Christmastime is often a time of joy and holiday cheer, but it can also serve as a depressing reminder of the people we are not with. In Alexander Payne’s new film “The Holdovers” — which screened at The Paramount Theater during the Virginia Film Festival Saturday — Angus Tully, played by newcomer Dominic Sessa, finds out he cannot spend the holidays with his mother. Instead, he has to stay at his boarding school over the holiday break with his unrelentingly headstrong history teacher Paul Hunham, played by Paul Giamatti.
“The Holdovers” fully commits to a 1970s pastiche and successfully pulls it off. Producer Mark Johnson — who did a Q&A following the screening — says the filmmakers wanted the film to not just feel like the 70s, but to also look like it was made in the 70s. From the MPAA rating shown at the start of the film to the pops and crackles heard in the film’s sound design, there were many intentional ways they were able to achieve this.
“It was a period of filmmaking in which there were a lot of independent, very iconic, classic directors,” Johnson said. “We wanted to see if we could make something that looked like it belonged to that era.”
Giamatti and Sessa’s performances play off each other throughout the film. Much of the film’s humor comes from Paul’s hardheadedness clashing with Angus’ rebelliousness, like the scene where Paul chases Angus around the hallways of the school, ending in a bad injury for the boy.
Not only do the two actors carry the humor of the film, but they also carry a lot of heart. From the start, it is clear Paul and Angus do not want to be with each other. However, as the film progresses, they each realize how alone the other is. Angus has a mother who made him stay at school during the holidays, while Paul has been on his own since he was 15 years old. As their characters unexpectedly warm up to each other in the cold weather, the actors brilliantly portray this special connection and understanding they have with each other.
Sessa had never acted in front of a camera before this film, and Johnson said he was impressed by his debut performance.
“It’s remarkable that somebody had never acted on film before,” Johnson said. “He was, from the very beginning, so comfortable.”
Da’Vine Joy Randolph compliments the two main actors and even steals a few scenes. Her character, Mary Lamb, also feels the Christmastime blues, as she had recently lost her teenage son in the Vietnam War. Despite this tragedy, Mary embodies kindness and compassion, especially when Paul gives Angus an overly hard time. Randolph perfectly conveys this sense of compassion amidst immense heartbreak.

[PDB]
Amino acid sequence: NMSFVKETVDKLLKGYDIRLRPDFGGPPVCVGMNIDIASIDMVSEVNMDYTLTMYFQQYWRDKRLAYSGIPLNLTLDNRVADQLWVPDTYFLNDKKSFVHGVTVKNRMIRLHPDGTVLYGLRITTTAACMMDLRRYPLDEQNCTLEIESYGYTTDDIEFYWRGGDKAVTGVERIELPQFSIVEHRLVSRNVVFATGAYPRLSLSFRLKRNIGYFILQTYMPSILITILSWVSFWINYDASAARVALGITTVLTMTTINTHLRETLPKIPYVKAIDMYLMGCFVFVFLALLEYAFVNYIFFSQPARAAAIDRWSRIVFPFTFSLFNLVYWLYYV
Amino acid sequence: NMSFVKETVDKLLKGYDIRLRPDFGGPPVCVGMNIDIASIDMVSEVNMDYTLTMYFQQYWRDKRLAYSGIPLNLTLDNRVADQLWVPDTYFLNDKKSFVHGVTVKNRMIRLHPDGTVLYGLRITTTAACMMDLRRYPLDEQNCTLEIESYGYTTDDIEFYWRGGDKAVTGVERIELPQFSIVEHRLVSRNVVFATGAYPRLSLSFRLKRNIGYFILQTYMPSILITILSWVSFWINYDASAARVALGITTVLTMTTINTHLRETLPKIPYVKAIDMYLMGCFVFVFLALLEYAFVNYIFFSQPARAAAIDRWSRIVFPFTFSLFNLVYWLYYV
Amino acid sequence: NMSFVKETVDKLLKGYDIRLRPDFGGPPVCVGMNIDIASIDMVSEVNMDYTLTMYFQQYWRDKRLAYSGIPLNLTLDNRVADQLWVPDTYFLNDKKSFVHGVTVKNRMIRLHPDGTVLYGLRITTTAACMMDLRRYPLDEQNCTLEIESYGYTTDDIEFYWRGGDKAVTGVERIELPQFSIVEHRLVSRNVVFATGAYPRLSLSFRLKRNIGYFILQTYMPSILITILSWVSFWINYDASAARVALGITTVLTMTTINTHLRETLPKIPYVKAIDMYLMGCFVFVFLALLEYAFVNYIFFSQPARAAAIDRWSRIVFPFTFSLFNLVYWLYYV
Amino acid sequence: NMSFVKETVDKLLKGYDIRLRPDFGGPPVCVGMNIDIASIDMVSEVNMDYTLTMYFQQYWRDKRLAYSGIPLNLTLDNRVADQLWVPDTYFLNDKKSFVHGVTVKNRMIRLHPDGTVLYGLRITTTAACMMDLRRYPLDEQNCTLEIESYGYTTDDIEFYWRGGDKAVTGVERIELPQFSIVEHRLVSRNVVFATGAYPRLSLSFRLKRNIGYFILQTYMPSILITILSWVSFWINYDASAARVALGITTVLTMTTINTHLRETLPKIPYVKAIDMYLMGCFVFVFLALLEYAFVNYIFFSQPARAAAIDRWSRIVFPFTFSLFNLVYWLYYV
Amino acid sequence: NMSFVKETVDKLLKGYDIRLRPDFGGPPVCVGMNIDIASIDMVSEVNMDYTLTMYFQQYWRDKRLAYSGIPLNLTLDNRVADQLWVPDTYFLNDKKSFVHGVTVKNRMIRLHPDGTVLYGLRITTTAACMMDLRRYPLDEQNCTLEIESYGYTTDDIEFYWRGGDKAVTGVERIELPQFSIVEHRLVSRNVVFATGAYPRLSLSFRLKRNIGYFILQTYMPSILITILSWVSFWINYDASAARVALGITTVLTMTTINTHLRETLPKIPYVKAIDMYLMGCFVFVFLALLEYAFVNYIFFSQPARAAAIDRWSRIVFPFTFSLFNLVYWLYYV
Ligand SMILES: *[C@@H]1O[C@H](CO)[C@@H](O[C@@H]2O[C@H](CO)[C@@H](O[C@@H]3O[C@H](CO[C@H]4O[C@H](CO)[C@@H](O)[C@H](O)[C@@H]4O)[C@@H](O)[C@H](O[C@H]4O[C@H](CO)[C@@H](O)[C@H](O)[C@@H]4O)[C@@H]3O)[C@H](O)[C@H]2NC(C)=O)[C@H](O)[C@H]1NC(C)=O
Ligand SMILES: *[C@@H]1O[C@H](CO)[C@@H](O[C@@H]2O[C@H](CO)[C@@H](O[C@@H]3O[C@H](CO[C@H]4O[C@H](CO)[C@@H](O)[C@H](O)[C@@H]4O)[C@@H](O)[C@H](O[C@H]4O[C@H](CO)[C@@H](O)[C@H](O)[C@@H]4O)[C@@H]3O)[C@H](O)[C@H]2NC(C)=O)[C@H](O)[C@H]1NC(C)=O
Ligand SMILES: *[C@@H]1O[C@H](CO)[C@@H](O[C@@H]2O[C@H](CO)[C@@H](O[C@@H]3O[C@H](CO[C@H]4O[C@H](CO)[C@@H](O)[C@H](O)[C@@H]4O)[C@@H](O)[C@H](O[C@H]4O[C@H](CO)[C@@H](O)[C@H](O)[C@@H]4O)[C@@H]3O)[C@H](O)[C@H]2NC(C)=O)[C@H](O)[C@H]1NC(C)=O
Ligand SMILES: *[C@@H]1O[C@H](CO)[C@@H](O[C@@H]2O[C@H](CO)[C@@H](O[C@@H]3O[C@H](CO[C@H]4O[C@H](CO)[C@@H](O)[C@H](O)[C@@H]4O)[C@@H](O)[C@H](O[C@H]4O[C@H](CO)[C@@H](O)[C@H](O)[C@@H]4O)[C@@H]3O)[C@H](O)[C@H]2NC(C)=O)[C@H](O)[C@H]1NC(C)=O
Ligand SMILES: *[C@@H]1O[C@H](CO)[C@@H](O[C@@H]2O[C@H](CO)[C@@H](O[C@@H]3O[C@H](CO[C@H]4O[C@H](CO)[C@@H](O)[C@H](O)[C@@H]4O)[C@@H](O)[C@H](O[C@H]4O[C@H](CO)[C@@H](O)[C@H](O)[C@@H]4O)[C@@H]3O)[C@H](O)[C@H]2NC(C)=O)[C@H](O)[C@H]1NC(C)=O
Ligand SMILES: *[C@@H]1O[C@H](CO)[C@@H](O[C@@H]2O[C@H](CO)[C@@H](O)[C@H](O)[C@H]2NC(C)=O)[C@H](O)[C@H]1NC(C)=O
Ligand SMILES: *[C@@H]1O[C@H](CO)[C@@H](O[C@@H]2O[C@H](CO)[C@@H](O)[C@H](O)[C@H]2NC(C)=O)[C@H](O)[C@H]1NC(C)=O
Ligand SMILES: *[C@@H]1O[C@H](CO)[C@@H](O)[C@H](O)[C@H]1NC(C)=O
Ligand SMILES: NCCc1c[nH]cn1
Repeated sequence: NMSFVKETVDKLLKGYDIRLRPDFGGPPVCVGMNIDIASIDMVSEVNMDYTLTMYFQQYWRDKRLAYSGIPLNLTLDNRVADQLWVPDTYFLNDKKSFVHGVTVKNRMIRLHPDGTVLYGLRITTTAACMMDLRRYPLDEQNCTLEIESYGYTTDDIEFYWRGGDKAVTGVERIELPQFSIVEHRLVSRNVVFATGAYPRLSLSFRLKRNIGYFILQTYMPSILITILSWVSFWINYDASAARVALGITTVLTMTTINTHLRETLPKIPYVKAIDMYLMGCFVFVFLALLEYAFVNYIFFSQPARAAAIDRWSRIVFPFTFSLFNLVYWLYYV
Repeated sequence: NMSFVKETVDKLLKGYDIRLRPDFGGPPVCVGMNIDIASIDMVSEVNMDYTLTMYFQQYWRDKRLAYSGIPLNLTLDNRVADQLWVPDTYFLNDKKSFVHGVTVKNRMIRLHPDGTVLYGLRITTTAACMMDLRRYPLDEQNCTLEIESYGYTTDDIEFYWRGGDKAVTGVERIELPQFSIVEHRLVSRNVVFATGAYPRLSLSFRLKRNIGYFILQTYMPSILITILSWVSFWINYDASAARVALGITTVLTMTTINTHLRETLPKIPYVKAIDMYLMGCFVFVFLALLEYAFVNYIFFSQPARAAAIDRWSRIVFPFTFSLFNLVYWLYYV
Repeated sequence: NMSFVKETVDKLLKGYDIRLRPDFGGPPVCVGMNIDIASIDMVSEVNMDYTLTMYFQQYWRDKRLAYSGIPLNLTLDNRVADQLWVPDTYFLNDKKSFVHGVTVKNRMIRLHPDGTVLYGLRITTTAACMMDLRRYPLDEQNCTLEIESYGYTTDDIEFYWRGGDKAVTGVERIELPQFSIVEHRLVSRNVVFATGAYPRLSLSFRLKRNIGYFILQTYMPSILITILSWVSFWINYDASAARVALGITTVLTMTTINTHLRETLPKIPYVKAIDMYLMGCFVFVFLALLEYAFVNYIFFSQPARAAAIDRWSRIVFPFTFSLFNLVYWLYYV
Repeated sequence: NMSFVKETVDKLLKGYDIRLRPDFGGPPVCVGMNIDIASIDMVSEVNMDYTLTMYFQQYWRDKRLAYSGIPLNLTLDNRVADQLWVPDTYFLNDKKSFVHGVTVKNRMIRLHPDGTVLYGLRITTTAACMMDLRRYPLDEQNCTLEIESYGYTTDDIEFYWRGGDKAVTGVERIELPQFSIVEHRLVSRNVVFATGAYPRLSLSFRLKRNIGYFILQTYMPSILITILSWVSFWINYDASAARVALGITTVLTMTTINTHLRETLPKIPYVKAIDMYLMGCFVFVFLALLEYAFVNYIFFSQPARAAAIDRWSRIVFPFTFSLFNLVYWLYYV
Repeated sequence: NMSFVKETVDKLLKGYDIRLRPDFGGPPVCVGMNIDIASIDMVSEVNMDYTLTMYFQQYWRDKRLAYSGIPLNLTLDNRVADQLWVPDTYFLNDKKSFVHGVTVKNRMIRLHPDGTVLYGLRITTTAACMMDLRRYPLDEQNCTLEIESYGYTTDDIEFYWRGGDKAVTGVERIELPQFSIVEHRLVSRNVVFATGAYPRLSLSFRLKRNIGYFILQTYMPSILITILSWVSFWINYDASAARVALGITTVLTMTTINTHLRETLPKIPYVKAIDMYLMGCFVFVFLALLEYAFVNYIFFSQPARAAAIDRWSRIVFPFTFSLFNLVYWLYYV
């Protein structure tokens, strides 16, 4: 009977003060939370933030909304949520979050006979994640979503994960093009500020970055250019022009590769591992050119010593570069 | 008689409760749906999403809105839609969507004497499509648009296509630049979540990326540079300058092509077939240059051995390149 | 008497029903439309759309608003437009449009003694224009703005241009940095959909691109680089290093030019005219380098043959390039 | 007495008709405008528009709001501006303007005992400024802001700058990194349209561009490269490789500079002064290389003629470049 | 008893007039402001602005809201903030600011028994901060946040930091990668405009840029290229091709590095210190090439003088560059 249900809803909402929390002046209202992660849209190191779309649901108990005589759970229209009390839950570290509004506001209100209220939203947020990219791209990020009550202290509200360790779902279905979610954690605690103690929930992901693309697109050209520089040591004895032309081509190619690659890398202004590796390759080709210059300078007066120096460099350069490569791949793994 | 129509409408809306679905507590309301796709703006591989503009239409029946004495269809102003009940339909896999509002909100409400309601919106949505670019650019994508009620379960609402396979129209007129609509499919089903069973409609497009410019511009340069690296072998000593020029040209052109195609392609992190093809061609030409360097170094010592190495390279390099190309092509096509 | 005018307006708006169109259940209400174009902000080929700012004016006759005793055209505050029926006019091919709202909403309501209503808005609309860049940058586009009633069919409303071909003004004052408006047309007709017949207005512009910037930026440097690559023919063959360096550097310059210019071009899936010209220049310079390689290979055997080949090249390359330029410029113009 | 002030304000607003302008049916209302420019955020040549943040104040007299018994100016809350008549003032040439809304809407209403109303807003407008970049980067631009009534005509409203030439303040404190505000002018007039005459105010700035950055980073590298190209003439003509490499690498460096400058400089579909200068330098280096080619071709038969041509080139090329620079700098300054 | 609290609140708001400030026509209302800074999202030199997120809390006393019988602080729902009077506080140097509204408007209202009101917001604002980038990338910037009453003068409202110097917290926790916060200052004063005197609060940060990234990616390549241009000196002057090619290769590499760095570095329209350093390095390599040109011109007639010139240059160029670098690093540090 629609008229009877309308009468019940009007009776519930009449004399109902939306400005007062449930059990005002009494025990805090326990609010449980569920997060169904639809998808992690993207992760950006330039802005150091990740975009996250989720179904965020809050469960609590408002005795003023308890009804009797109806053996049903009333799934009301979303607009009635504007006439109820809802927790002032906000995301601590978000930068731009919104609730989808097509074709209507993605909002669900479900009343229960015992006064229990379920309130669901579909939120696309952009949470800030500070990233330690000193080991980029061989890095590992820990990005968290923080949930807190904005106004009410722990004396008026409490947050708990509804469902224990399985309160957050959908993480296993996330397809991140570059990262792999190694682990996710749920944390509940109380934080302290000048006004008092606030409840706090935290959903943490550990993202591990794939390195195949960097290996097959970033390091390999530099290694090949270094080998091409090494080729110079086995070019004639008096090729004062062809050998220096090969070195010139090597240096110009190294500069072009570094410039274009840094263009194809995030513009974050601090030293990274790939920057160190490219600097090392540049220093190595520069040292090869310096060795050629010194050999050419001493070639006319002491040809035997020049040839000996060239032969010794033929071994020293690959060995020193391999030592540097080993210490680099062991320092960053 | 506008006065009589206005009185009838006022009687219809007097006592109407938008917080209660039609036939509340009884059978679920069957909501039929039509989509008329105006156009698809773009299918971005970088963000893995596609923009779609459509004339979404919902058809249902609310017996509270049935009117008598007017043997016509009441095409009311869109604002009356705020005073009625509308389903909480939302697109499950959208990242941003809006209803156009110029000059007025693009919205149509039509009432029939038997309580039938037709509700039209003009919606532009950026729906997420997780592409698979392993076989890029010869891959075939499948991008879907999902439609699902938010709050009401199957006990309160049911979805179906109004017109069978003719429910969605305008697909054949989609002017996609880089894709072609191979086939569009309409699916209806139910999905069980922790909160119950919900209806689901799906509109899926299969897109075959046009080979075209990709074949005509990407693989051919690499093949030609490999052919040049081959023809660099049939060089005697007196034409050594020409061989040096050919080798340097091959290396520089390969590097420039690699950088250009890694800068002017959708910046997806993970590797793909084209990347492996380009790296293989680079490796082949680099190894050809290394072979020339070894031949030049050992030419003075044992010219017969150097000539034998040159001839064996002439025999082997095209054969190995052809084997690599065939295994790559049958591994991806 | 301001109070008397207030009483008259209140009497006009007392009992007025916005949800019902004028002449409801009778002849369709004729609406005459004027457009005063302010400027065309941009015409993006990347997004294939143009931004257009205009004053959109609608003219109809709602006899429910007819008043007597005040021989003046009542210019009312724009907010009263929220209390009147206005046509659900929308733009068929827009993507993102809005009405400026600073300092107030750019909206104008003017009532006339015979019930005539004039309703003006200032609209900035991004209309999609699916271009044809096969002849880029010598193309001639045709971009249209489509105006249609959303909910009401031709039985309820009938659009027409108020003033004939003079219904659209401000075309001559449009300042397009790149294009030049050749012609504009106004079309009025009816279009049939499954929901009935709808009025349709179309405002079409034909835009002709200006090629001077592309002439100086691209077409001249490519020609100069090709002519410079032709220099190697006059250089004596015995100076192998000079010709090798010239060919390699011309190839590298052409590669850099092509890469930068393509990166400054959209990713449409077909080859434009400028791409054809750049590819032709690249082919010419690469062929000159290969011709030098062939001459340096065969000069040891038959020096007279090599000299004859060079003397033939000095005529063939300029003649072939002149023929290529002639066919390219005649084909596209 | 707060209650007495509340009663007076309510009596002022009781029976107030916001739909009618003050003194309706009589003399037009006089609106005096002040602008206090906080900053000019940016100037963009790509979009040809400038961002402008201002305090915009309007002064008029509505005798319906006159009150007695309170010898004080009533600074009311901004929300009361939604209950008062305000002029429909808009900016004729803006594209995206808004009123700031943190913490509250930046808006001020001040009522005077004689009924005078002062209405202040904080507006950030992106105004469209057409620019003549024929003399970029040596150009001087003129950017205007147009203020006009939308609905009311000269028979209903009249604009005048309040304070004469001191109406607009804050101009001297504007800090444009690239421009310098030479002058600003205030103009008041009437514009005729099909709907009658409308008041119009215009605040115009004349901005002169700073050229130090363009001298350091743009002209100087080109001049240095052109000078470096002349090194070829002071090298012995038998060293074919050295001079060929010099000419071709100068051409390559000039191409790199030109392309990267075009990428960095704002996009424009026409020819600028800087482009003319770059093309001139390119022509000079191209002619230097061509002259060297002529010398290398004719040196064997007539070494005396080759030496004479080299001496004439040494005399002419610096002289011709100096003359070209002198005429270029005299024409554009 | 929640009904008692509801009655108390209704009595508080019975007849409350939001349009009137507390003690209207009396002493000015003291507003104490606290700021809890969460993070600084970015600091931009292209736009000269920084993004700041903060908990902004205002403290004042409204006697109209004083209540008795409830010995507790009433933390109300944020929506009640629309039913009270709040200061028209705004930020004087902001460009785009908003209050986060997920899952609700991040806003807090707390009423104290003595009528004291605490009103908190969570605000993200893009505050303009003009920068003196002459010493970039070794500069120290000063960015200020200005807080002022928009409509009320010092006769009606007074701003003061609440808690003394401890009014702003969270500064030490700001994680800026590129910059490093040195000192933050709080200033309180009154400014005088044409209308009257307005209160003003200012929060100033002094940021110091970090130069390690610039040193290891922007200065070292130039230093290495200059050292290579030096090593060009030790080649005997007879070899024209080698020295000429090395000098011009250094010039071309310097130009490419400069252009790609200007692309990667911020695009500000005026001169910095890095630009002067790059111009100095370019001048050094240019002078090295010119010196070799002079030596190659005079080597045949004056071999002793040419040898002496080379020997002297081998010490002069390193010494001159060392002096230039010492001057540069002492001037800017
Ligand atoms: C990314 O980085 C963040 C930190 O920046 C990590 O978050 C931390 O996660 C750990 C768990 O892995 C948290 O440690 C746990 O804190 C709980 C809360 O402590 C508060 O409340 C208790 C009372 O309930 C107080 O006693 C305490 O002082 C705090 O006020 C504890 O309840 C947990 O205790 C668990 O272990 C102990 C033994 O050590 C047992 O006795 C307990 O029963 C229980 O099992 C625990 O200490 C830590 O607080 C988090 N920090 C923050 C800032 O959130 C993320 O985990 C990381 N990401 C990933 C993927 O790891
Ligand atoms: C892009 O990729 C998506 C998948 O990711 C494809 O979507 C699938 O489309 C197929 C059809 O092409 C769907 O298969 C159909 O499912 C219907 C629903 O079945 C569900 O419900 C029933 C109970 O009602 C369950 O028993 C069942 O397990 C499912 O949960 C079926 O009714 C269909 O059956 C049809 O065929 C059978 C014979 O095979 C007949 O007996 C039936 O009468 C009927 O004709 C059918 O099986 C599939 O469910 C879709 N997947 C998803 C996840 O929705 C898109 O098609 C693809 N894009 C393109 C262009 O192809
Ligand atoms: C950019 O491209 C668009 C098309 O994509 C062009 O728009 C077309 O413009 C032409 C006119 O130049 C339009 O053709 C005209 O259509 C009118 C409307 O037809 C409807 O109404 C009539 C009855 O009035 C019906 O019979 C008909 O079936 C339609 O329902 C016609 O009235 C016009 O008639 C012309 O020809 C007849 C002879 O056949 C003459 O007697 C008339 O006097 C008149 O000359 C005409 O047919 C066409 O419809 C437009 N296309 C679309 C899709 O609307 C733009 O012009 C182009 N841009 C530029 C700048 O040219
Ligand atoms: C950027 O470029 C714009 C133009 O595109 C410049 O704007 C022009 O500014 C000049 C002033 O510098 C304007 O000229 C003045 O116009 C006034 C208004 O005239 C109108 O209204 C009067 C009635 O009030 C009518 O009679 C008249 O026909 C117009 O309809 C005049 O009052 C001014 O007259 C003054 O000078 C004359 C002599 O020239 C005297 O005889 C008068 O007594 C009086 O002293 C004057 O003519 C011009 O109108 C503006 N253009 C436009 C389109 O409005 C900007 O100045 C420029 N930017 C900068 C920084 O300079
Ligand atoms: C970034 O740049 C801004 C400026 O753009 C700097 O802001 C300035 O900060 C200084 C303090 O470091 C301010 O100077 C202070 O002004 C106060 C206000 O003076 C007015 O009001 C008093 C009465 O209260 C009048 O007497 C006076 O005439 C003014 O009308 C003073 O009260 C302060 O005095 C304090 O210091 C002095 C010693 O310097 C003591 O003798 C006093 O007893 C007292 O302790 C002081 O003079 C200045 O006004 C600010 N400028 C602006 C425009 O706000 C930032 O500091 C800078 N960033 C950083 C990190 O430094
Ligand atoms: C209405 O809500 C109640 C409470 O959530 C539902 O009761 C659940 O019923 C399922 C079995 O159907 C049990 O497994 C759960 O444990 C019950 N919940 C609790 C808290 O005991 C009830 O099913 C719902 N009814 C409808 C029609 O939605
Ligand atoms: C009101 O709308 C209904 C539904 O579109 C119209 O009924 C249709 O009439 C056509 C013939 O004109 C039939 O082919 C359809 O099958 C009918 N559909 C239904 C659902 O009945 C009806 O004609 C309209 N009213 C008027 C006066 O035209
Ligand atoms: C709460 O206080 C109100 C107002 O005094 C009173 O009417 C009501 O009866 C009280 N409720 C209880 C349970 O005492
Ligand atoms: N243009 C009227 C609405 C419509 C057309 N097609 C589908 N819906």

Meanwhile, the character Paul is fascinated with ancient history. Throughout the film, he makes countless references to ancient Greece and Rome and explains to Angus the importance of understanding history as a way to inform one’s understanding of the present.
However, when Angus tells Paul — in a devastating and well-acted scene from Sessa — about his fears of amounting to nothing and ending up like his absent father, Paul has a change of heart. He surprisingly responds by telling Angus that history does not dictate his destiny. Moments like this exemplify the stellar character development prevalent in the film’s screenplay.
“The Holdovers” is bound to please crowds during the holidays with its distinct 70s feel, heartwarming performances and hilarious moments. It understands its characters — their struggles, their desires, their insecurities — in a deep, effective way.
When asked if he thinks of the film as a Christmas film, Johnson said it is hard for him to think of it as a Christmas film and not something much bigger.
“You've got three characters lost in a way, and all of them orphans in a way,” Johnson said. “I don't know exactly if it is a feel-good film, but I think it does speak to some of the grander things about the human spirit.”